The key to success is understanding the value gap
A Pepperdine University study reports 30% of businesses listed for sale terminate without a transaction. Why?
The recent study reports that the 3 major reasons for deal failure were:
- Valuation gap too large (Price – Value)
- Unreasonable seller expectation
- Insufficient company cash flow
So, if value gap and unrealistic expectations were the primary deal killers, what really is the value of my business?
If Retirement, Exit Preparation or Succession Planning are on your mind, then knowing the range of value for your business will be important. You will notice I said “range of value”, because the business’s value is different depending on who the buyer is.
Internal Transfer or Sale
The following are at the lower range of scale and all different:
- Family Transfer
- Existing Partner / Co-Owner
- Internal Management
- Employee Buy-Out (ESOP)
- Liquidate Assets
External Transfer or Sale
The following are at the higher range of scale and all different:
- Financial Buyer (ROI)
- Strategic Buyer
- Initial Public Offering (IPO)
In short, your business value is a range depending on who is doing the transaction.
In working with legions of clients, the valuation is always a bit of a let-down. I have never had a client say “Oh, I’m surprised at how much it’s worth – let’s sell it”!
During the initial discovery stage when the business owner is trying to ascertain what the possible exit options are, understanding the value range is important. You don’t require a formal valuation at this point. You can obtain your range of value through a most probable sale price (MPSP) or Enterprise Value. This will put you in the time zone value-wise and allow you to make knowledgeable decisions.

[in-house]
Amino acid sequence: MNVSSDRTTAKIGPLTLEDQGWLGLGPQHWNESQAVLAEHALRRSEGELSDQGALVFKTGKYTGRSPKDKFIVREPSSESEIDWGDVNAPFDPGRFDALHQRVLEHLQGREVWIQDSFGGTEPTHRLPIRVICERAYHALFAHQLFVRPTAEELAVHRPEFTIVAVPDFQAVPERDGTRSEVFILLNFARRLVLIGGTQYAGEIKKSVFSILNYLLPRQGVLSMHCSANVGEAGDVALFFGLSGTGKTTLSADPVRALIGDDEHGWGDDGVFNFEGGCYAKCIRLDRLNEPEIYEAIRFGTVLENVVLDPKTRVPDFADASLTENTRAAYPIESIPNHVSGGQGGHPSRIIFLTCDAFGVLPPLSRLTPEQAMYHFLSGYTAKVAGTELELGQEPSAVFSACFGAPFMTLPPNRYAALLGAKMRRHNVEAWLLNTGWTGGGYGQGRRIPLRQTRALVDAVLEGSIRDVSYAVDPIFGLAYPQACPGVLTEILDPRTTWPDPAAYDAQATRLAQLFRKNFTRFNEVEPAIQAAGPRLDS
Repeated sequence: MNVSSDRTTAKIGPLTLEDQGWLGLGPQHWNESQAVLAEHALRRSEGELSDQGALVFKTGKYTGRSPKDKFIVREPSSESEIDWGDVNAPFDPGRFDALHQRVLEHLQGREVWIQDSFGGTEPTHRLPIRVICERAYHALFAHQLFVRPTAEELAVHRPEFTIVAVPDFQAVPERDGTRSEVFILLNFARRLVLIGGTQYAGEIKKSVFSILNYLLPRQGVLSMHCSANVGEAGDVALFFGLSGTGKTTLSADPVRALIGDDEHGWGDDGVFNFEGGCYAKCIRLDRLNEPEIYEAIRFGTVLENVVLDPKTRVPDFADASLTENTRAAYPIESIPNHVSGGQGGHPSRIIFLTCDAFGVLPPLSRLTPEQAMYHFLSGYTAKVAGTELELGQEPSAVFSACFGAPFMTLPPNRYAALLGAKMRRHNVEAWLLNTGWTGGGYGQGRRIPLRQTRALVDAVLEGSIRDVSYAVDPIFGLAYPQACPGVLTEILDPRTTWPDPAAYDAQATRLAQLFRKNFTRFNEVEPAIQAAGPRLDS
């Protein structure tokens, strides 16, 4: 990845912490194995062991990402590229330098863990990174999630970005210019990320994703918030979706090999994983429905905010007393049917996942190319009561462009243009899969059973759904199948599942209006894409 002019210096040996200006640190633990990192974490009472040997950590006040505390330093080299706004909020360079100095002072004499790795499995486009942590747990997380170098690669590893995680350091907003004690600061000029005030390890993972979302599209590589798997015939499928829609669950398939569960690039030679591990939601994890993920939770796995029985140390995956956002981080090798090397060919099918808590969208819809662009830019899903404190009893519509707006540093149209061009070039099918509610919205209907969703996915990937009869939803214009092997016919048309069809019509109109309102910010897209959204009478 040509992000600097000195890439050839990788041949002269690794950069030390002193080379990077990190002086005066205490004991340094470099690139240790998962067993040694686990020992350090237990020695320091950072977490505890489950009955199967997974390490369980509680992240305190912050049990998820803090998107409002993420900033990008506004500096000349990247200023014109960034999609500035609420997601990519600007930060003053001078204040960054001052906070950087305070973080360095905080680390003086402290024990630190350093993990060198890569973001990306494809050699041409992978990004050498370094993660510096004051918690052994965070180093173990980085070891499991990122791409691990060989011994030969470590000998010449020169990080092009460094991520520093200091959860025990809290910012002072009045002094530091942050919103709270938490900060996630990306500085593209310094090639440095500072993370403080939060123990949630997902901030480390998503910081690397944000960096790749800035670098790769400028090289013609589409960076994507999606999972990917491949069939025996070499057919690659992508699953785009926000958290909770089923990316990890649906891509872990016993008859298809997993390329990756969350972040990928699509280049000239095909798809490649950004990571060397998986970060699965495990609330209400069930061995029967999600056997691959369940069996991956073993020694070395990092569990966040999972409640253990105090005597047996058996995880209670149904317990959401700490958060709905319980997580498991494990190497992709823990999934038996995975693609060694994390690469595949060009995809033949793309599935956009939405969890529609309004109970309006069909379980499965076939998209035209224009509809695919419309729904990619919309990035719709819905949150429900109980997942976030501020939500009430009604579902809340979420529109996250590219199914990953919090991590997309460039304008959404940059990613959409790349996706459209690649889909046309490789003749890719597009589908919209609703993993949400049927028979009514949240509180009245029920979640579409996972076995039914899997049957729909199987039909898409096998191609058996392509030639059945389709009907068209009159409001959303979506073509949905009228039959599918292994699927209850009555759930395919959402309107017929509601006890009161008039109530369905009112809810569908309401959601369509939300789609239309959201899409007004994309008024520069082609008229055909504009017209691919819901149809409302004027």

When determining a value, use the low end of the range especially when making retirement planning assumptions or estimates of taxes due on sale. This will help you plan for the worst contingency, but hope for the best.
What is the Value Gap?
A term used by business Exit Planners to describe the difference of the current value of the business and the value required by the owner to achieve his post exit goals, in other words the increase that could be achieved if the value drivers are fixed.
What to do if you have a Value Gap?
- Look for ways to reduce taxes on transfer / sale (corporate re-organization)
- Work with an Exit Advisor to determine how to increase value (fix broken value drivers)
- Determine which exit option will best suit you and generate the highest price
- Consider different investment strategies for the net proceeds
How to increase the value of your business
Since your business is likely to comprise a large percentage of your total net worth, as it does for most business owners, invest prudently in your business to increase its value. There are about 25 value factors to be considered. Have your Exit Planner do an analysis of your business to determine what can be done. He or she can also help you determine the value factors to be addressed and in what order based on the associated costs, anticipated benefits, and how long before you wish to be out of the business.
Want to take a simple test to determine if you have a value gap?
Even if you have no desire to leave your business anytime soon we suggest you find out how salable your business is today and if there is a value gap. Our simple 18 question report will help you identify any gaps and the value. This is like a blood pressure check at the pharmacy; all you need is a valid email address to receive your report. Get started our our free online assessment.